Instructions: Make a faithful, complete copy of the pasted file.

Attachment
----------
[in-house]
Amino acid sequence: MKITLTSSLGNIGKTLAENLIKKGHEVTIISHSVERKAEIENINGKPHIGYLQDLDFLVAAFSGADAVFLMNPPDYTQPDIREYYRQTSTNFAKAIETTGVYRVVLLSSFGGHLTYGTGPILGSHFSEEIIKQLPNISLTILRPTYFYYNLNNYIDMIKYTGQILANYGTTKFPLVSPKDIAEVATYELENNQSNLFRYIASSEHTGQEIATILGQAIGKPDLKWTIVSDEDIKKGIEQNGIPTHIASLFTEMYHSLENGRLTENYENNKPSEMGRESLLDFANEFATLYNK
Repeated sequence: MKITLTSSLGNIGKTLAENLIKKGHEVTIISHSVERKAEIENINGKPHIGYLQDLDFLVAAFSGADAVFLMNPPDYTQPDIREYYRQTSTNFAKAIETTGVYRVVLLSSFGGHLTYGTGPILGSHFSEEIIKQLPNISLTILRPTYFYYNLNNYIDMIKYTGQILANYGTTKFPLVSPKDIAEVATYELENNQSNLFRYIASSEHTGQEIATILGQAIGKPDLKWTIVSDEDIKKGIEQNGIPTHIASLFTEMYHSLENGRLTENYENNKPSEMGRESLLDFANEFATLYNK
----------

[in-house]
Amino acid sequence: MKITLTSSLGNIGKTLAENLIKKGHEVTIISHSVERKAEIENINGKPHIGYLQDLDFLVAAFSGADAVFLMNPPDYTQPDIREYYRQTSTNFAKAIETTGVYRVVLLSSFGGHLTYGTGPILGSHFSEEIIKQLPNISLTILRPTYFYYNLNNYIDMIKYTGQILANYGTTKFPLVSPKDIAEVATYELENNQSNLFRYIASSEHTGQEIATILGQAIGKPDLKWTIVSDEDIKKGIEQNGIPTHIASLFTEMYHSLENGRLTENYENNKPSEMGRESLLDFANEFATLYNK
Repeated sequence: MKITLTSSLGNIGKTLAENLIKKGHEVTIISHSVERKAEIENINGKPHIGYLQDLDFLVAAFSGADAVFLMNPPDYTQPDIREYYRQTSTNFAKAIETTGVYRVVLLSSFGGHLTYGTGPILGSHFSEEIIKQLPNISLTILRPTYFYYNLNNYIDMIKYTGQILANYGTTKFPLVSPKDIAEVATYELENNQSNLFRYIASSEHTGQEIATILGQAIGKPDLKWTIVSDEDIKKGIEQNGIPTHIASLFTEMYHSLENGRLTENYENNKPSEMGRESLLDFANEFATLYNK